The Rice Room
by Ben Fong-Torres
New York, 1994, 260pp, $11.95 (Paperback)
By a noted Rolling Stones writer and San Francisco DJ


t sounded like the longest pee ever taken. Lying in my bed, listening with wonder, I'd time it, counting the seconds off in my head. Thirty seconds. Amazing! And on it would go--forty-five, fifty, a full minute.
     The subject of my admiration was Lee Sing, one of the cooks at the Ding How restaurant in Amarillo, Texas. As Lee relieved himself in a nearby bathroom, I thought that I was learning all about growing up. Let's see: You got bigger, which meant your penis would increase in size. And, naturally, you'd pee much longer.
     At age twelve, I was very sophisticated.
     My father, restless working for others, had taken another offer. A Chinese Texan, whom I always knew as "Mr Joe", was building a restaurant in Amarillo, along Route 66, the fabled highway that stretched like a twisted grin between Santa Monica and Chicago. Joe would run the restaurant while my father would be one of the three partner-cooks. He assured my father that it was a no-lose deal. The partners would share in the profits of the restaurant, and if the business somehow lost money, Joe would absorb the loss.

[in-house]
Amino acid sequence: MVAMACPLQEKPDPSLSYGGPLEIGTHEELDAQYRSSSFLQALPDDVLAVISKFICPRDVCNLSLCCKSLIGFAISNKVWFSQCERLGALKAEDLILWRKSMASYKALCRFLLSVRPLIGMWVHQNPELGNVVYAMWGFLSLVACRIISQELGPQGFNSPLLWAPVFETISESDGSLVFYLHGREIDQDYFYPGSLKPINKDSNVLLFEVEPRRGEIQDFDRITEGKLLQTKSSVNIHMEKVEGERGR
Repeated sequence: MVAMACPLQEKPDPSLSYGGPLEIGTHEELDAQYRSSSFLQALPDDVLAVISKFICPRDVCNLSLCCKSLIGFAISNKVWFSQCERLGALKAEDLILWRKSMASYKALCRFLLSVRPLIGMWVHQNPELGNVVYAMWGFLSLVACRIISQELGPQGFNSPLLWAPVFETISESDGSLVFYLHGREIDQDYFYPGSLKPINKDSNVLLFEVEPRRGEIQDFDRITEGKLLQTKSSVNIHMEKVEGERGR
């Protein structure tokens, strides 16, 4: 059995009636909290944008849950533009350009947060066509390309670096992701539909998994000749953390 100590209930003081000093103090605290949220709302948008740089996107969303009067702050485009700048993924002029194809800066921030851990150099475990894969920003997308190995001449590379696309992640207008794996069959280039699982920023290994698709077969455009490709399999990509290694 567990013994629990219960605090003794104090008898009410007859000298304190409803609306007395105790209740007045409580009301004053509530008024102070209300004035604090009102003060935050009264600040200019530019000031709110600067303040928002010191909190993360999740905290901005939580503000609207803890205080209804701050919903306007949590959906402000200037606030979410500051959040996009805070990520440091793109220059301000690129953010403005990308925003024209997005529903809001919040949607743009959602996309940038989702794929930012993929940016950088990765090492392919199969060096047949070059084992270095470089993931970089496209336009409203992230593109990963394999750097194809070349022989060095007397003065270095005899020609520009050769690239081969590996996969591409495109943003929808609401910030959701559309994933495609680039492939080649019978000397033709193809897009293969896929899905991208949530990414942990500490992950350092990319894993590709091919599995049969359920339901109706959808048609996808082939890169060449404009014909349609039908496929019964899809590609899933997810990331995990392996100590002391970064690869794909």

My father accepted the deal, and he wanted me to go with him.
     I didn't like the idea of being uprooted, leaving school and friends. But I had no choice. As bad a boy as my parents thought Barry was, he'd gone off to Reno and proven himself to my father. I felt like some of the clothes I wore: a hand-me-down, a boy who'd never be quite as big, as strong, as his older brother. This was my chance to prove myself worthy. I began to feel better about leaving.
     One spring night, Sarah sat me down in the kitchen at our flat. She was sixteen, and she seemed envious that first Barry, and now I, had managed some kind of getaway. "You're so lucky," she said. "No more Chinatown. You can do what you want." Sarah was a junior in high school, and all around her were Chinese boys being pressured toward college and white-collar careers.
     We took a train to Texas in the summer of 1957. My father and I rarely talked, and I buried myself in the latest issue of Mad magazine. I'd recently discovered its inspired mix of goofiness and anarchy, and had a stack of issues with me.


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